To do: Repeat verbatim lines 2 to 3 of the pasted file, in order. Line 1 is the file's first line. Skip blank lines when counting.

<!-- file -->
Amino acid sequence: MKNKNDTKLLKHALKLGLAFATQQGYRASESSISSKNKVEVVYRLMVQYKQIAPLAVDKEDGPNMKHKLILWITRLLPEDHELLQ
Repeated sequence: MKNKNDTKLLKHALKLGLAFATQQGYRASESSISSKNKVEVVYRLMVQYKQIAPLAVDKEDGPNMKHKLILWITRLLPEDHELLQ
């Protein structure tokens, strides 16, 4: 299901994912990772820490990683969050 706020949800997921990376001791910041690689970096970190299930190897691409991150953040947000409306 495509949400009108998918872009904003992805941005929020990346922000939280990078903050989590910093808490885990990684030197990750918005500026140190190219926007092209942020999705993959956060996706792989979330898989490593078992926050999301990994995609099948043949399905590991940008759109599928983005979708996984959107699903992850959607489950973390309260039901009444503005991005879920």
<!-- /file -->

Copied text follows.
Repeated sequence: MKNKNDTKLLKHALKLGLAFATQQGYRASESSISSKNKVEVVYRLMVQYKQIAPLAVDKEDGPNMKHKLILWITRLLPEDHELLQ
């Protein structure tokens, strides 16, 4: 299901994912990772820490990683969050 706020949800997921990376001791910041690689970096970190299930190897691409991150953040947000409306 495509949400009108998918872009904003992805941005929020990346922000939280990078903050989590910093808490885990990684030197990750918005500026140190190219926007092209942020999705993959956060996706792989979330898989490593078992926050999301990994995609099948043949399905590991940008759109599928983005979708996984959107699903992850959607489950973390309260039901009444503005991005879920």